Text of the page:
your observation, along with comments made by other posters shows part of the problem is the majority of the minority who know about multichannel music think of live concerts first, not studio recordings, when the vast majority of released multichannel music are studio mixes - a big disconnect between what people think the format is mostly used for vs. what's really been done.

studio mixes in 5.1 or 4.0 quad can be phenomenal. I give one example:

Elton John's early "classic"recordings. in all the stereo mixes I ever had on LP/CD starting in the 70's, the mixes are very congested - rock instruments, vocals, piano & orchestra. typically, his vocals & piano get buried in the rest of the dense mix, kind of a mushed up wall of sound. In 5.1 these same recordings approach revelatory - his vocals are clear, distinct, separated from the mix, piano is distinct and not buried, sounds from all instruments guitars can be individually followed, separated from the orchestra. its not all bunched up in a mix so dense you can't make out individual lines. every Elton John 5.1 SACD is like this, far superior to what I've heard on LP & CD.

people who are relegating multichannel listening to movies & concert vids are missing a whole lot of what's been done by masters at mixing surround music.
Yep - a little quality time with the mixing/engineering work of Greg Penny, Elliot Scheiner, Steven Wilson, James Guthrie, and Chuck Ainlay, (just to name a few) can be very rewarding.

Of course, reinforcing the other point I (and others) have been making - there are only a VERY few of us who care about music enough to be aware of who these people are. Does not make us "better" in any way. In fact, it makes us "weirdos". But there you have it - we're all weirdos about something.
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post #34 of 187 Old 08-08-2014, 01:21 PM
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As I think I have noted before, I have quite a few Blu-ray and SACD titles that are MC. I only listen to the live concert ones that use the surrounds for room ambiance. I can think of one great SACD that places you at the venue and that is John Pizzarelli LIve at Birdland. That I appreciate! Most of my other MC favs are blu-ray concerts. I read here about how great studio albums sound with instruments from the surrounds. Sorry but I am not interested in that at all. I have listened to the discs I have that are like that but hate them. They are on the shelf collecting dust. One of the reasons 2 channel stereo remains dominant IMHO is that the stereo experience is more like how you experience music live when compared to the studio mixes I have heard on both SACD and DVD-A. When I attend a liove event which I do quite frequently, I don't hear horns out of the back of the room.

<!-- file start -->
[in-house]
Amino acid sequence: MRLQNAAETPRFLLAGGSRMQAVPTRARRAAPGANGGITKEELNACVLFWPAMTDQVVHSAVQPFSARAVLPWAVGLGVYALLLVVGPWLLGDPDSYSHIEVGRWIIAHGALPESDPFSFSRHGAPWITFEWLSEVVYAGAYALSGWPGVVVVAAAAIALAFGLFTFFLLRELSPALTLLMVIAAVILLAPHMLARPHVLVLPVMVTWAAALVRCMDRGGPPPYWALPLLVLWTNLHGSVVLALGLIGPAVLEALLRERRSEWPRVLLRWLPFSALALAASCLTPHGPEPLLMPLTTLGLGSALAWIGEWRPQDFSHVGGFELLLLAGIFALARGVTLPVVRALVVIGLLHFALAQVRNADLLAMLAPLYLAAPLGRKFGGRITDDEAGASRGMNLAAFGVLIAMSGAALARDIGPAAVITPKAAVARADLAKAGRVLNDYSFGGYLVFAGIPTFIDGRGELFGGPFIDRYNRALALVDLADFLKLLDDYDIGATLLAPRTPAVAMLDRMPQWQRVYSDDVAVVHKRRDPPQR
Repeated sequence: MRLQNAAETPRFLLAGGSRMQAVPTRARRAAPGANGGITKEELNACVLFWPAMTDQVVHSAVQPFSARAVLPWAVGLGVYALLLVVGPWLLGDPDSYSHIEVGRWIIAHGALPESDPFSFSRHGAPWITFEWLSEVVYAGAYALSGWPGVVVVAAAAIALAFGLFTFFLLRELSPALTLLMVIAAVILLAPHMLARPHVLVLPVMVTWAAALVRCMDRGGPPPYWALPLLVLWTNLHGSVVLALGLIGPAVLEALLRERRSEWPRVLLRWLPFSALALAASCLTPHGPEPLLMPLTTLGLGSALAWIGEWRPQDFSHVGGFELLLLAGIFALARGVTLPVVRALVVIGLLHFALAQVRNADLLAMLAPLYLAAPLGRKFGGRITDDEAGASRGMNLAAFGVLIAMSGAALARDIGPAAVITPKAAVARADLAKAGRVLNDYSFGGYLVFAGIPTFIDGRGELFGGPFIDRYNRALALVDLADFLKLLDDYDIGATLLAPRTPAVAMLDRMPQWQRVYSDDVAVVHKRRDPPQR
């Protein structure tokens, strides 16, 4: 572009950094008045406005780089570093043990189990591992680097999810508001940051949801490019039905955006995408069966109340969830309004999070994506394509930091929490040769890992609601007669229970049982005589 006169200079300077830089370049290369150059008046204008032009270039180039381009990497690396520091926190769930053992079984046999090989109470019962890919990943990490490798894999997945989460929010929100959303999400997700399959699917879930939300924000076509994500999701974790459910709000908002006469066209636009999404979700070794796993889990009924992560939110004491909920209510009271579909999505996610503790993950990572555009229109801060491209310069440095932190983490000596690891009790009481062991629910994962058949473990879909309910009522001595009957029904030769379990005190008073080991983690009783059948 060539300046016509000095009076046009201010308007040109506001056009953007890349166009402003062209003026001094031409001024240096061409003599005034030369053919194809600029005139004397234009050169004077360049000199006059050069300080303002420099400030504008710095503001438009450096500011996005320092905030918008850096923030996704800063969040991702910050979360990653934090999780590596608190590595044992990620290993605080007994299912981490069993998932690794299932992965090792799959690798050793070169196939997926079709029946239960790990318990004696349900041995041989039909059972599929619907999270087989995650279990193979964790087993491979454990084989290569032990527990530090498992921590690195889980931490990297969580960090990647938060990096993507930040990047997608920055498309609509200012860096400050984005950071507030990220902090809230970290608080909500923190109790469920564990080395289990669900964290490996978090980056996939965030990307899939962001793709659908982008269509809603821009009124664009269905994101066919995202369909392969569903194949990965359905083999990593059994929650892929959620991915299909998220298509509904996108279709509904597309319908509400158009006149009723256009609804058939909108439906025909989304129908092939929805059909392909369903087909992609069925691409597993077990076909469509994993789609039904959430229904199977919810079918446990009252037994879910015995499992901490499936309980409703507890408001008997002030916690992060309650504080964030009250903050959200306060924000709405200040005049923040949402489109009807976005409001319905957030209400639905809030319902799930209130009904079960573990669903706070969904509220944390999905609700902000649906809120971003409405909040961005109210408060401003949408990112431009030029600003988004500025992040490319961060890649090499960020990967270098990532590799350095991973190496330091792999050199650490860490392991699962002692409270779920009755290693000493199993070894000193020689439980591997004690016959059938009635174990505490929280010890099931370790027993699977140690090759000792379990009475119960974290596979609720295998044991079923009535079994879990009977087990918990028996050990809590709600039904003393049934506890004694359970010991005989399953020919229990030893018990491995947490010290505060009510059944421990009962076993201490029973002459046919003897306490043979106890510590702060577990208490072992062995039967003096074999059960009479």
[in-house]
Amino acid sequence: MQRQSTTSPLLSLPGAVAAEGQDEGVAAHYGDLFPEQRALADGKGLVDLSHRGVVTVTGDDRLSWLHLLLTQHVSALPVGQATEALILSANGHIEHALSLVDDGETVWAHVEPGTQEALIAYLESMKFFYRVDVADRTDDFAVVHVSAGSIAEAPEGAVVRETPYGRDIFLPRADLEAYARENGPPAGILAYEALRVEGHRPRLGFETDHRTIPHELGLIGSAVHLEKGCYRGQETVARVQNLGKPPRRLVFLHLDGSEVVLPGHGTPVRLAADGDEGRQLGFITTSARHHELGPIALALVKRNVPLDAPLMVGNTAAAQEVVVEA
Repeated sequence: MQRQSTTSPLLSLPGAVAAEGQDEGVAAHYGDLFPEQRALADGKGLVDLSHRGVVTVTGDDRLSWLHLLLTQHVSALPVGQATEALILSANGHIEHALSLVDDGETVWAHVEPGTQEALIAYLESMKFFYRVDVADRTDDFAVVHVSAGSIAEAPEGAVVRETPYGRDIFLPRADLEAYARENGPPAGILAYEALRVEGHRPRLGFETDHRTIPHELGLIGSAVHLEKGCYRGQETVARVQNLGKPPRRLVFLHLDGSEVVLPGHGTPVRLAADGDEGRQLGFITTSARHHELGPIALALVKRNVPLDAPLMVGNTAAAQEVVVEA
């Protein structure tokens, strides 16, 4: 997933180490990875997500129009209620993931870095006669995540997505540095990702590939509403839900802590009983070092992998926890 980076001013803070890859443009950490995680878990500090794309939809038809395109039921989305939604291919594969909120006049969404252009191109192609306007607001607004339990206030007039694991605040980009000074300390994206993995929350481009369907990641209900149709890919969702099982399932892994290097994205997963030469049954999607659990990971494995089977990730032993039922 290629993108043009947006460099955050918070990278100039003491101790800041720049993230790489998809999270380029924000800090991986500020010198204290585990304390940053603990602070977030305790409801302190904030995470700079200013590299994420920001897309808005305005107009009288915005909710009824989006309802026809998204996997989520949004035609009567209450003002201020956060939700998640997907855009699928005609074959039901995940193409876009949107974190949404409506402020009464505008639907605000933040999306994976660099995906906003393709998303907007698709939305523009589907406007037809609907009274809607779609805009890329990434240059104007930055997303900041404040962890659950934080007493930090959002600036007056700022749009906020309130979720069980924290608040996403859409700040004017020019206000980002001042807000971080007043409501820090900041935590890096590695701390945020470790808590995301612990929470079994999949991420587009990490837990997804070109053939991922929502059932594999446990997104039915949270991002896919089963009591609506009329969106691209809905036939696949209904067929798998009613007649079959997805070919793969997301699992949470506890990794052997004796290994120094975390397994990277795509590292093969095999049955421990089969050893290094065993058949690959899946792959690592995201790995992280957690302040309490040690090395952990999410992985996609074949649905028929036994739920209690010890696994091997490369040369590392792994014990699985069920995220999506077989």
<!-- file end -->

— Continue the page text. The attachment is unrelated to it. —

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post #35 of 187 Old 08-08-2014, 01:38 PM
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Originally Posted by quad4.0 View Post

I set up my own space-where I can have some wine and relax and raise the volume knowing no one will bother me-banging on the door-or on the phone, and enjoy the time I allow myself "critical listen time" -It's tough with a family set up-kids won't allow it and most wives either.
Mine are adults and gone, and the wife left long ago-to my benefit. I love my 5.1 collection on my Oppo 103. Why bother spending all that cash??
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post #36 of 187 Old 08-08-2014, 01:42 PM
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Quote:
Originally Posted by ss9001 View Post

Elton John's early "classic"recordings. in all the stereo mixes I ever had on LP/CD starting in the 70's, the mixes are very congested - rock instruments, vocals, piano & orchestra. typically, his vocals & piano get buried in the rest of the dense mix, kind of a mushed up wall of sound. In 5.1 these same recordings approach revelatory - his vocals are clear, distinct, separated from the mix, piano is distinct and not buried, sounds from all instruments guitars can be individually followed, separated from the orchestra. its not all bunched up in a mix so dense you can't make out individual lines. every Elton John 5.1 SACD is like this, far superior to what I've heard on LP & CD.

people who are relegating multichannel listening to movies & concert vids are missing a whole lot of what's been done by masters at mixing surround music.